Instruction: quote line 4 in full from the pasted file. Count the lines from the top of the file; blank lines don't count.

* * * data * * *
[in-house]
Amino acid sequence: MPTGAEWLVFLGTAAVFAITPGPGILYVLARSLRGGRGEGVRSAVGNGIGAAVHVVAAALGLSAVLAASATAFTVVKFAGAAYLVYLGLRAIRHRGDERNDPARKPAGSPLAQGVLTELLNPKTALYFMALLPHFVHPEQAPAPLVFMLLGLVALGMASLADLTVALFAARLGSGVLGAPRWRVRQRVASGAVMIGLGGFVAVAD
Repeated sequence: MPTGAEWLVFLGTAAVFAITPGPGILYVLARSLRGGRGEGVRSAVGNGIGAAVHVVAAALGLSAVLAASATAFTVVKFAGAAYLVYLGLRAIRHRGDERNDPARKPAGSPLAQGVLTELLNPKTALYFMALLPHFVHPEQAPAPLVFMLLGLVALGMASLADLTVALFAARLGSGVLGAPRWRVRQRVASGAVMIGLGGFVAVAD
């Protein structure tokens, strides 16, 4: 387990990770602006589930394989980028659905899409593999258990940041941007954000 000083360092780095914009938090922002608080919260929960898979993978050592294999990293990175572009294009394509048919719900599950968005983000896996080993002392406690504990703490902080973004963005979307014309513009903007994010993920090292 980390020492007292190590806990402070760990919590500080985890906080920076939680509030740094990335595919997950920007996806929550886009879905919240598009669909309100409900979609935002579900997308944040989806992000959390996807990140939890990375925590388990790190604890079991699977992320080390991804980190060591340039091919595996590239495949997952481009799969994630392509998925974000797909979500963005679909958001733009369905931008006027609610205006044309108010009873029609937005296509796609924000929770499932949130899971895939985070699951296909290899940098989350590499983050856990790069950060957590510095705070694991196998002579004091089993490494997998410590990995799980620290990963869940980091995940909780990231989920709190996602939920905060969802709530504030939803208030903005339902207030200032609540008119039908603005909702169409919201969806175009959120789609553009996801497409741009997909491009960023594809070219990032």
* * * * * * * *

């Protein structure tokens, strides 16, 4: 387990990770602006589930394989980028659905899409593999258990940041941007954000 000083360092780095914009938090922002608080919260929960898979993978050592294999990293990175572009294009394509048919719900599950968005983000896996080993002392406690504990703490902080973004963005979307014309513009903007994010993920090292 980390020492007292190590806990402070760990919590500080985890906080920076939680509030740094990335595919997950920007996806929550886009879905919240598009669909309100409900979609935002579900997308944040989806992000959390996807990140939890990375925590388990790190604890079991699977992320080390991804980190060591340039091919595996590239495949997952481009799969994630392509998925974000797909979500963005679909958001733009369905931008006027609610205006044309108010009873029609937005296509796609924000929770499932949130899971895939985070699951296909290899940098989350590499983050856990790069950060957590510095705070694991196998002579004091089993490494997998410590990995799980620290990963869940980091995940909780990231989920709190996602939920905060969802709530504030939803208030903005339902207030200032609540008119039908603005909702169409919201969806175009959120789609553009996801497409741009997909491009960023594809070219990032």